A Kashmiri Photo Story (6) – Shankaracharya Temple

shankaracharya temple srinagar kashmir
Shankaracharya Temple, Srinagar. With credits: zipmytravel.com

The Shankaracharya Temple, located on top of the hill is dedicated to Lord Shiva according to Wiki. The temple sits on a height of 1,000 feet (300 m) above the plains. The hill is also referred to as Takht i Suleiman (Throne of Solomon) and the temple also called “Throne of Solomon.” It is believed that king Solomon came to worship on the hill which makes the place sacred from ancient times.

shankaracharya temple srinagar kashmir
Lovely winter trees embedded in snow

The Shankaracharya Temple is probably the most highly guarded attraction in all of the eight places I visited in Srinagar. It took sometime for the auto-rickshaw to head up the Shankaracharya Hill. I was half afraid that it would not have sufficient power to plough up to the top, given the number of cars that sped past us. When it finally did stop, it was a 10 minute away from the peak.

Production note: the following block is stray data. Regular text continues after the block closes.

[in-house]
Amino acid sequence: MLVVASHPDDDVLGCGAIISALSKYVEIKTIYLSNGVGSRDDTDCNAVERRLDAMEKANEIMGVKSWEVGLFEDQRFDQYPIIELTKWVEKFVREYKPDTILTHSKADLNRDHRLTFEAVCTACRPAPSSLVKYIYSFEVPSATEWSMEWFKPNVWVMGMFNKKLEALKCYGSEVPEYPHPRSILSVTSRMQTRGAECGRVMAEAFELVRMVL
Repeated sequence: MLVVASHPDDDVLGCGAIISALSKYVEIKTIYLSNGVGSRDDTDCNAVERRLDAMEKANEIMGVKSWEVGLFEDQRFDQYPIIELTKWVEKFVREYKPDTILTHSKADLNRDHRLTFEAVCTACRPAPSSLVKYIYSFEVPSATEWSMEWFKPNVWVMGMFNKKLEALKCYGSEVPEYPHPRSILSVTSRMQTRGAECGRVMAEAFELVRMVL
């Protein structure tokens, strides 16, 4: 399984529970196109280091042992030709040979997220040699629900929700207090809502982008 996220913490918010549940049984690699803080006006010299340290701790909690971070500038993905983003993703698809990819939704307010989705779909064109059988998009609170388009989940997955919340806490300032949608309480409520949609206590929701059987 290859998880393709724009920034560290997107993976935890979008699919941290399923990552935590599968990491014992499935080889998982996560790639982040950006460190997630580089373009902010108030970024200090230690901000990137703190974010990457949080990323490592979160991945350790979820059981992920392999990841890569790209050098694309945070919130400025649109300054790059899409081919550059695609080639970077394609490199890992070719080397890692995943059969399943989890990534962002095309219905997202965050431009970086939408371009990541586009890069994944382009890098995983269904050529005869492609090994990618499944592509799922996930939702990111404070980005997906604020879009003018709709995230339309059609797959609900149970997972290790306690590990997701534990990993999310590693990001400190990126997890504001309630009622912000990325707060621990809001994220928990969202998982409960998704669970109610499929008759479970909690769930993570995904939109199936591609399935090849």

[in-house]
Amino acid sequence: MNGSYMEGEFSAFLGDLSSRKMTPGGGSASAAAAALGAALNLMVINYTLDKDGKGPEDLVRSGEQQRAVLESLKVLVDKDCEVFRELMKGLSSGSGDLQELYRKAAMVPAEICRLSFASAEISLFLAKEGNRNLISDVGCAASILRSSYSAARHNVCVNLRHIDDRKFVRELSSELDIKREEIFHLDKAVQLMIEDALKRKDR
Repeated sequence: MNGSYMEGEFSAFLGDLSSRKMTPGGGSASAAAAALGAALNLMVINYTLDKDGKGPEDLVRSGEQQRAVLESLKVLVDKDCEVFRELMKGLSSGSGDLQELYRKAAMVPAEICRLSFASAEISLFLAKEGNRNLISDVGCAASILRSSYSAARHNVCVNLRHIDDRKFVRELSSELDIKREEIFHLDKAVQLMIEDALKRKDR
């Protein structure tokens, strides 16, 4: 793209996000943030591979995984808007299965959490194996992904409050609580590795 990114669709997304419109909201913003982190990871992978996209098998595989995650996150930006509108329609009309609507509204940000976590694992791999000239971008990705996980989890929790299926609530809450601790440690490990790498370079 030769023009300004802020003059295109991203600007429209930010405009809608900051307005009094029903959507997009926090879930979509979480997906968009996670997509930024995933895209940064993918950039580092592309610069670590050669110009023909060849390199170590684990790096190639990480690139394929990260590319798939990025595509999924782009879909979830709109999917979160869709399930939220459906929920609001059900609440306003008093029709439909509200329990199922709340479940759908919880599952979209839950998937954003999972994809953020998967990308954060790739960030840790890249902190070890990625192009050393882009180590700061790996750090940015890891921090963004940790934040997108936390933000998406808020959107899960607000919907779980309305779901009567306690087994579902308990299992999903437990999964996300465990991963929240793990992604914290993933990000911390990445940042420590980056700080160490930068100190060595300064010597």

shankaracharya temple srinagar kashmir
Cars have to stop some distance away

The auto-walla said that I had to dismount, and walk there on foot due to security regulations. I walked up for five minutes, only to meet a checkpoint with male and female guards. I was handed over to the female guards, who gave me a pat down, and took away all recording devices like my phone and camera. (The first picture is taken from Google Images). I don’t have much photos here, but it was a nice walking, about 10 minutes up the checkpoint.

I didn’t have the best of footware, and each step up the icy footpaths was chilly and a little painful. That being said, it was quite a moment to remember, and I urge you to head Shankaracharya Temple when you can.

shankaracharya temple srinagar kashmir
Mobile devices are not allowed
shankaracharya temple srinagar kashmir
Cigarettes are not allowed too.
shankaracharya temple srinagar kashmir
An arduous climb, from the view of an auto-rickshaw. Unlike the autos in Delhi, the auto rickshaws come with curtains to block out chilly winds from the Himalayas.

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